Why You Need a Topographical Survey for Your New Development

Large projects, such as new housing developments, can often be costly affairs; therefore, it is imperative that the planning stages are meticulous and well thought out. A topographical survey is the very first part of the development process, and is the foundation in which your new project will stand.

 

Transforming sketches

Knowing what is on the land is vital, especially if you want your development to proceed without incident. A thorough topographical survey is like a window into the future, providing a vision on how your empty site will transform into a stunning new development.

Everything needs to be planned out, such as where drainage pipes will be placed and where to build foundations for a flat surface. Topographical surveys give developers the data they need in order to make the right decision the first time.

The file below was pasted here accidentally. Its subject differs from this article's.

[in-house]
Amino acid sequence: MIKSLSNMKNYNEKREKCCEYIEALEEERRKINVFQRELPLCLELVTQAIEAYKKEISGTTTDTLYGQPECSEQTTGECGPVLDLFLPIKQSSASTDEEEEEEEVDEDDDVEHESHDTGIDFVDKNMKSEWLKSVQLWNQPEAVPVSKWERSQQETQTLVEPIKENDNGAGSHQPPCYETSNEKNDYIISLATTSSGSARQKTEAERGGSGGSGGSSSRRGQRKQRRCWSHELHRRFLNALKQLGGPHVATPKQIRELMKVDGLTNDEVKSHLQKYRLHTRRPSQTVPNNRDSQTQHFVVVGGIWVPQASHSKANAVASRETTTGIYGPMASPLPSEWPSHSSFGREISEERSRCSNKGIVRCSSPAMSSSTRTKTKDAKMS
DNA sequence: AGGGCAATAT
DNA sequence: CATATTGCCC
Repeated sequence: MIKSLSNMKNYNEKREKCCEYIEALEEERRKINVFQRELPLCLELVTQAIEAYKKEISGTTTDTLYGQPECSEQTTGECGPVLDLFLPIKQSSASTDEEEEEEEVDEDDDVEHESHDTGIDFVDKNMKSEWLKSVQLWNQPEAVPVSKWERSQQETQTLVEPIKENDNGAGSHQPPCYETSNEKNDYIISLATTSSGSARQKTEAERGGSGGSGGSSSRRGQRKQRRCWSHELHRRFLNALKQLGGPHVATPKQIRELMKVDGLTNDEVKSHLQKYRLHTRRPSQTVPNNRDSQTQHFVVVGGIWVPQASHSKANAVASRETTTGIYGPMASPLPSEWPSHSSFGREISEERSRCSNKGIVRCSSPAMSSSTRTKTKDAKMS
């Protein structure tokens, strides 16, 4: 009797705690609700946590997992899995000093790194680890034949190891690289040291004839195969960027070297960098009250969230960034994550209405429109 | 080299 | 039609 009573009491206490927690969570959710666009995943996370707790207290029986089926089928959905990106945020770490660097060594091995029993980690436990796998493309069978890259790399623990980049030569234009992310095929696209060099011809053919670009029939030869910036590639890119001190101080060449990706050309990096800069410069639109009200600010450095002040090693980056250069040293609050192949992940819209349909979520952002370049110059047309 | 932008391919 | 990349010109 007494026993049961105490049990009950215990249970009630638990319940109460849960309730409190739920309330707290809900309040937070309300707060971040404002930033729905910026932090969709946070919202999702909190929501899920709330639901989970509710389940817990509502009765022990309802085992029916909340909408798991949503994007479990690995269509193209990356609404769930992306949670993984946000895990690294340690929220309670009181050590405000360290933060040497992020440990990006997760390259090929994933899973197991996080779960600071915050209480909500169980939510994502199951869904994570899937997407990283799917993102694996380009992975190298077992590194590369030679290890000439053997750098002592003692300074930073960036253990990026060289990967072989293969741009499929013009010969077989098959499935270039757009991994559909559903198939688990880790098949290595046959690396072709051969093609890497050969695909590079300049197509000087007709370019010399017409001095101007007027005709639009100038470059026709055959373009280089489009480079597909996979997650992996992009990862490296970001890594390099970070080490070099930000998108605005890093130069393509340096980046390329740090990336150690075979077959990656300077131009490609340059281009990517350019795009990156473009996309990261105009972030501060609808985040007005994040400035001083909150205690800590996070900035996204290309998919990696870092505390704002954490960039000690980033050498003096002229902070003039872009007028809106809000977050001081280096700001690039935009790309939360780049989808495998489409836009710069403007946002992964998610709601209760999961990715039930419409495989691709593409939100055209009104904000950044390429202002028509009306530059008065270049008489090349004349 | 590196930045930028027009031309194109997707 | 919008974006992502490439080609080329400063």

Saving time and money

The right information from a survey will allow planners and architects to foresee any problems that may lie ahead due to the way the land sits. The knowledge before the project can save time and money, as they can work their plans around the findings in the survey, rather than encountering issues half way through a build.

Everything from road markings through to maximum building heights and alignment can be included in a survey for a developer to work with, making a topographical survey an indispensable part of any successful project.

How a topographical survey works

Topographical surveys are conducted in one of two ways; either conventionally or aerially.

Conventional surveys are the most popular; they are carried out by land surveyors who look at the surface of the land and are generally still conducted in a manual fashion, despite the advances in topographical surveying technology.

Aerial surveys however are done by taking photographs of the land from the air. Two overlapping photos are looked at together to form a stereo pair that allow surveyors to see the ground’s surface from two different vantage points. This gives the surveyor a greater sense of depth than is possible with a single photo.